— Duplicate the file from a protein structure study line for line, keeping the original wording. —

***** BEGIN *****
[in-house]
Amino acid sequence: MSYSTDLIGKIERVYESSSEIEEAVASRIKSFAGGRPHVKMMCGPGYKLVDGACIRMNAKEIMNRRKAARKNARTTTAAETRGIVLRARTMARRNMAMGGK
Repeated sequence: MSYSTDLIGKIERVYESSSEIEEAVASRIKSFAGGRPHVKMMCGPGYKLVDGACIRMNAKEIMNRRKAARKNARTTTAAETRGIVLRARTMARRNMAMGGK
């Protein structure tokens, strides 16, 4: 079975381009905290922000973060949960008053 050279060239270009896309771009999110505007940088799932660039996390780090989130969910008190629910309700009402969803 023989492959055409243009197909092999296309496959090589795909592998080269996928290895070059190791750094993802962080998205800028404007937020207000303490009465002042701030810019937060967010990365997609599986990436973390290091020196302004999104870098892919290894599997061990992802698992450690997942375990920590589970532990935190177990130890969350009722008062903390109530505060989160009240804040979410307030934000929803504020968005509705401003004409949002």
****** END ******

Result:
[in-house]
Amino acid sequence: MSYSTDLIGKIERVYESSSEIEEAVASRIKSFAGGRPHVKMMCGPGYKLVDGACIRMNAKEIMNRRKAARKNARTTTAAETRGIVLRARTMARRNMAMGGK
Repeated sequence: MSYSTDLIGKIERVYESSSEIEEAVASRIKSFAGGRPHVKMMCGPGYKLVDGACIRMNAKEIMNRRKAARKNARTTTAAETRGIVLRARTMARRNMAMGGK
């Protein structure tokens, strides 16, 4: 079975381009905290922000973060949960008053 050279060239270009896309771009999110505007940088799932660039996390780090989130969910008190629910309700009402969803 023989492959055409243009197909092999296309496959090589795909592998080269996928290895070059190791750094993802962080998205800028404007937020207000303490009465002042701030810019937060967010990365997609599986990436973390290091020196302004999104870098892919290894599997061990992802698992450690997942375990920590589970532990935190177990130890969350009722008062903390109530505060989160009240804040979410307030934000929803504020968005509705401003004409949002």